Baseball BeatDecember 08, 2011
The New-Look Angels
By Rich Lederer

The news that the Los Angeles Angels signed Albert Pujols to a ten-year contract for $250 million has motivated me to put up my first post in a month.

While I would have preferred a shorter and less expensive contract, anything under ten years and $250 million was not going to seal the deal. As such, the way to think about this signing from an Angels' perspective is to break it into two five-year periods. That's right, 5x30 and 5x20 for an average of 10x25. Sure, 5x25 and 5x15 might be closer to what Pujols is likely to produce in terms of value but an aggregate of $200 million was going to come up short of luring the three-time NL MVP to Orange County.

Pujols turns 32 in January so the Angels just signed him to a 10-year deal with a no trade clause for his age 32-41 year-old seasons. I think he will give the Angels five very good-to-great seasons for a 1B and five average-to-good seasons for a 1B/DH. If one thinks about it as I suggested above, the Angels can easily justify the first five seasons. I mean, wasn't the consensus calling for as much as an 8 x 25-30M deal as recently as last winter? Sure, Albert's numbers fell off a tad this year but he put together an outstanding second half and postseason. In other words, I believe he is basically the same player today as he was perceived a year ago. Pujols may not earn his keep during the second half of the contract unless baseball salaries inflate significantly between now and then. But that's the risk the Angels had to take to acquire the greatest right-handed hitter of the past 80 years, if not ever.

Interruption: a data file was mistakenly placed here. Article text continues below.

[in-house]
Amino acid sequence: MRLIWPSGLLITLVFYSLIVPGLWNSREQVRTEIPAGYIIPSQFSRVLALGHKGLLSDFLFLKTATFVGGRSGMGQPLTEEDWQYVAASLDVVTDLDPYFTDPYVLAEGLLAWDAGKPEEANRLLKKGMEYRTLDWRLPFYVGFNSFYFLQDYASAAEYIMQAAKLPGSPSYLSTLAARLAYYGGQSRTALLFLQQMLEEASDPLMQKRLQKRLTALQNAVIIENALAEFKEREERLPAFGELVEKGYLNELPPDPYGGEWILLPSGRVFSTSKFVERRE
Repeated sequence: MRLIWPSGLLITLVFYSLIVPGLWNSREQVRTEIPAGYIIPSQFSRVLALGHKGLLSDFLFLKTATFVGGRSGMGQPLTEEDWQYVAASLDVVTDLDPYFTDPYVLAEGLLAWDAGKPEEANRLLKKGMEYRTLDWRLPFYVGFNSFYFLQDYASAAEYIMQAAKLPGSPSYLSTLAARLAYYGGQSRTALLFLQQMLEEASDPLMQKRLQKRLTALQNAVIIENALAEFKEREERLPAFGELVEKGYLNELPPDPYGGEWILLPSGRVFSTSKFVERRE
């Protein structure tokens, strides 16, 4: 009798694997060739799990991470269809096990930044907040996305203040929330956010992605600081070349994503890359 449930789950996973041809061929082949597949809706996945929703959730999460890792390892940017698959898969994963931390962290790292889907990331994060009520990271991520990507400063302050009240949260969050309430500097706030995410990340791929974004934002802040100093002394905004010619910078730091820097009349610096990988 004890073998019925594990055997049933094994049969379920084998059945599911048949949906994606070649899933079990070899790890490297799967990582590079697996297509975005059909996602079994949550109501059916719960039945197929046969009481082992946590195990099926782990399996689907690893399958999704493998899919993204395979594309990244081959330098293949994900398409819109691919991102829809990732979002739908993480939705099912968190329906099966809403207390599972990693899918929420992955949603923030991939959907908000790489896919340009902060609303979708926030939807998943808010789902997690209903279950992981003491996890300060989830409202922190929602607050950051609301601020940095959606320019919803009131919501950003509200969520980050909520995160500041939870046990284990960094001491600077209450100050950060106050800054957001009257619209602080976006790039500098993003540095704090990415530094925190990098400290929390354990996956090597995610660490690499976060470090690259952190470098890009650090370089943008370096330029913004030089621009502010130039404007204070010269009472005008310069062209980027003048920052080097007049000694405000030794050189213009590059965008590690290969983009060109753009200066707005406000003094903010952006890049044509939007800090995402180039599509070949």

Ironically, after signing Pujols and C.J. Wilson (5/$77.5M), the Angels actually have more flexibility than they did yesterday. Therefore, it says here that Arte Moreno and Jerry DiPoto will pull off at least one more headline signing or trade before spring training. At a minimum, they have freed up Mark Trumbo and possibly Ervin Santana. In addition, the Halos can easily move Peter Bourjos, if need be, plus Bobby Abreu (if they agree to eat at least half of his contract) and either Alberto Callaspo or Maicer Izturis.

Where am I going with this? Well, I wouldn't rule out going after David Wright or Ryan Zimmerman. The Mets are reportedly interested in Bourjos. The Nats have been linked to him, too, and have indicated a desire to shore up center field and first base. Why not a Bourjos and Trumbo deal for Zimmerman? The Mets have Ike Davis and Sandy Alderson and Paul DePodesta aren't likely to be interested in Trumbo's low OBP. As such, the Angels might have to replace Trumbo with Hank Conger. Either way, I would only give up those packages for Wright or Zimmerman if I could sign them to a longer-term deal first as both are under team control for just two more years. Wright is owed $15M in 2012 with a team option at $16M for 2013 and Zimmerman is due $12M in 2012 and $14M in 2013.